Apr. 15, 2019


On this day in 1889, 130 years ago, one of the stalwart dynamic leaders of the black community was born, Asa Phillip Randolph. Mr. Randolph was one of the greatest labor organizers in the history of the United States. Where would our black communities be had it been not for Asa Phillip Randolph, who founded the Brotherhood of Sleeping Car Porters? Not only for the enormous economic benefit derived by the members of the sleeping car porters union but also for the civil rights benefits secured for the black community during the civil rights struggle. Yes, without a doubt the impact of the Brotherhood of the Sleeping Car Porters was so significant. Can you imagine how the Montgomery Bus Boycott would've suffered had not the local leadership of the Brotherhood of Sleeping Car Porters not actively involved themselves under the leadership of E.D. Nixon? Can you also imagine how ill-informed the black southern populace would have remained had not those same black sleeping car porters not delivered the Chicago Defender, Baltimore Afro-American, and the Pittsburgh Courier to southern states by way of the railways? Asa Phillip Randolph demanded that black Americans being able to be employed in defense plans during World War Two.

As a matter of fact 22 years before the historic March for Jobs and Freedom on the Mall in Washington on August 28, 1963. Mr. Asa Phillip Randolph stood up for economic justice for black Americans by standing down President Franklin Delano Roosevelt and United States Congress segregationist's policies related to hiring black Americans to work in defense plants. Asa Phillip Randolph demanded that black Americans be hired to work in meaningful positions of employment in those defense plans funded with federal tax dollars. It was Mr. Randolph's idea to create a mass demonstration on the Mall in Washington DC in May 1941. If the hiring or I should say the lack of hiring of black Americans continued. So as a result of that proposed direct action proposed by Mr. Randolph, President Roosevelt issued Executive Order 8802 which opened employment opportunities for black Americans to work in those military industrial plants as well as jobs in other federal agencies without the use of discriminatory practices that had previously denied them the right of employment.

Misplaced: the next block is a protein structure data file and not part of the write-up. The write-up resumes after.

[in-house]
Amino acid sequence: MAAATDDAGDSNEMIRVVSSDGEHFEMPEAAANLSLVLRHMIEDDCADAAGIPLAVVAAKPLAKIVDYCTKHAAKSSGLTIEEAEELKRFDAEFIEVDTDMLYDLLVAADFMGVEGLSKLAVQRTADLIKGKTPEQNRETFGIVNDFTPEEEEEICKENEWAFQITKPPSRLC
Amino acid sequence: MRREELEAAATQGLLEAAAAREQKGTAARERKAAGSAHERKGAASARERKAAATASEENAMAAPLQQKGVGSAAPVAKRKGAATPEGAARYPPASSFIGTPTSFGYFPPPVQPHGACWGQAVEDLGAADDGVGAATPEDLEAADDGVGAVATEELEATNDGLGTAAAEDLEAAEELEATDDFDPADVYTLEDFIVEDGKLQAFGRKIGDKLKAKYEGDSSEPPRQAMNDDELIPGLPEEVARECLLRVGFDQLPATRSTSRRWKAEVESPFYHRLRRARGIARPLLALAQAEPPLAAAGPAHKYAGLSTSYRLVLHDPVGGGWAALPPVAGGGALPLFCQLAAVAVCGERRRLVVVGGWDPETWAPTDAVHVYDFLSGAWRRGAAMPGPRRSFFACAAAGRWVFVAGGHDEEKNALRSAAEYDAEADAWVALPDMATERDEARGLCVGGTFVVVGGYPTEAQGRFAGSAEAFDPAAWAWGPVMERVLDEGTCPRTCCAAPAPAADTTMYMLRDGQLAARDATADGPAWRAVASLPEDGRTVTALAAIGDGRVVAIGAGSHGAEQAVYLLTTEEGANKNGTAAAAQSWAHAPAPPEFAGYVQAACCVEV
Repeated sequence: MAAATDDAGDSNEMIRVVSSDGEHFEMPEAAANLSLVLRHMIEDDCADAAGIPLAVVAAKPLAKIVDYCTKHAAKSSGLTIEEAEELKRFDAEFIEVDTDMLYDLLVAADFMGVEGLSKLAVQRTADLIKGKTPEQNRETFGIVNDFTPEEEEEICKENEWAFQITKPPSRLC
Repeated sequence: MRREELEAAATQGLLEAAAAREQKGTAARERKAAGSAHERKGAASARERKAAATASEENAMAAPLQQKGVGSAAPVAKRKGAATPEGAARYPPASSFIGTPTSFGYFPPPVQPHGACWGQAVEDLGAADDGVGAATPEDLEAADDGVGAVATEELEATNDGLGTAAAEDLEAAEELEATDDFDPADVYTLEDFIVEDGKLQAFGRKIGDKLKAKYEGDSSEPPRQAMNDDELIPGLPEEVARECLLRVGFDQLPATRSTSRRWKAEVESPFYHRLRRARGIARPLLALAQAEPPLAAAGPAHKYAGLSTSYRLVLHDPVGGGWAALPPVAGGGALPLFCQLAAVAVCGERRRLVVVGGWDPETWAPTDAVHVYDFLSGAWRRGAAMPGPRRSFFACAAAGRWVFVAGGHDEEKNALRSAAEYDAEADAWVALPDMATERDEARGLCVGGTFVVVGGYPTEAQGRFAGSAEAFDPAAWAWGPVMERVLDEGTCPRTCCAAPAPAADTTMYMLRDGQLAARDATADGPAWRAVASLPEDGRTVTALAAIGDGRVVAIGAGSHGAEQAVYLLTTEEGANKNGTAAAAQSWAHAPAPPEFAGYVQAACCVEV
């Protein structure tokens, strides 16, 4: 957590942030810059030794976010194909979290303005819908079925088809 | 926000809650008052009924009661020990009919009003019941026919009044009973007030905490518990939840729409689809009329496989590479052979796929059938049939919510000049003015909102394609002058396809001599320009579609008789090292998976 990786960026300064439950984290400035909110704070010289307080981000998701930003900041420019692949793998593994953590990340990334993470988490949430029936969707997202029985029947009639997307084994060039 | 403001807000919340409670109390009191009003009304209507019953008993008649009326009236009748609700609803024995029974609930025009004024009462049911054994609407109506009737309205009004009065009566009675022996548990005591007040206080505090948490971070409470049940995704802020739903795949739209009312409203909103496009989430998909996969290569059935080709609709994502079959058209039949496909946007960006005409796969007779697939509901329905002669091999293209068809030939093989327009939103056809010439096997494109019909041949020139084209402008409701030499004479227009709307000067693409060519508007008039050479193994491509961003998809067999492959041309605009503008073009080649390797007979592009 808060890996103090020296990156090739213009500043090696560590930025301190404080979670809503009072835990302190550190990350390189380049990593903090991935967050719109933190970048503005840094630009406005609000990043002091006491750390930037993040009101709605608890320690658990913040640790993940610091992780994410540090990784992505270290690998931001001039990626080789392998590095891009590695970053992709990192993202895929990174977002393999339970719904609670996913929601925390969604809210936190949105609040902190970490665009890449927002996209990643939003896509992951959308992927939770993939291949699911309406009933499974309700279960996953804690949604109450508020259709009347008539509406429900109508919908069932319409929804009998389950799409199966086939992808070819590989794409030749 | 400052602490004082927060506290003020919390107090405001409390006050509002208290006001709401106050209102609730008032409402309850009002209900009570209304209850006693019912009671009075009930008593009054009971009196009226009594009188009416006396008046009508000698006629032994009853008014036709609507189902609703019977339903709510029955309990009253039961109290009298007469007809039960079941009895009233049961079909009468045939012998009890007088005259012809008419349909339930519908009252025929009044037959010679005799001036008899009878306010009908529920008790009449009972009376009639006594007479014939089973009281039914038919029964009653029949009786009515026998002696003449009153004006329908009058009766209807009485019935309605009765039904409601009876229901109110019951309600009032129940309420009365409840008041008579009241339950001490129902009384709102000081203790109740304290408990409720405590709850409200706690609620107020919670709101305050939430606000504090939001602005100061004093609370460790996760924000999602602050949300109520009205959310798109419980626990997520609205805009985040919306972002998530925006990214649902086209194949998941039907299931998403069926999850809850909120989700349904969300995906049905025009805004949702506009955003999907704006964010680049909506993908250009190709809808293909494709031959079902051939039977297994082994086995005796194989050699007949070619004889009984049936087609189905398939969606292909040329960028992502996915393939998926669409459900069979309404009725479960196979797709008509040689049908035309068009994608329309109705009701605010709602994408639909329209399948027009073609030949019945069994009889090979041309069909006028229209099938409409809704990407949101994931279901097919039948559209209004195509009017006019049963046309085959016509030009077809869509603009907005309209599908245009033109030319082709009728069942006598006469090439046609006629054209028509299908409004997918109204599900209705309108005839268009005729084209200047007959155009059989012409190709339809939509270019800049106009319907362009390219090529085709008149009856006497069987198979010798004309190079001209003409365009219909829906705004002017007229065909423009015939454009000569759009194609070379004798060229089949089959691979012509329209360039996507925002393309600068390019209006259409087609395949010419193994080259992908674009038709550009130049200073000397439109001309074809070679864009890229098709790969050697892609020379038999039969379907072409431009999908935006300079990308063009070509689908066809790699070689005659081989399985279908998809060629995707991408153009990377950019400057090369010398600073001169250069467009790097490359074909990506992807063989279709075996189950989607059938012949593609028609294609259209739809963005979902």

Of course, Mr. Asa Phillip Randolph was actively involved in every facet of activity in the planning of the 1963 March for Jobs and Freedom. He also worked closely with other organization planning direct action in fighting the fight for Civil Rights. Asa Phillip Randolph was an American Hero whose chief aim was to ensure that every black American had the right to the pursuit of happiness as well as the rights protected by the US Constitution. So on this day 130 years after his birth, The Blackman Who Reads Aloud asks each and every member of the black community to thank God for the service, devotion, will, and determination that embodied Asa Philip Randolph.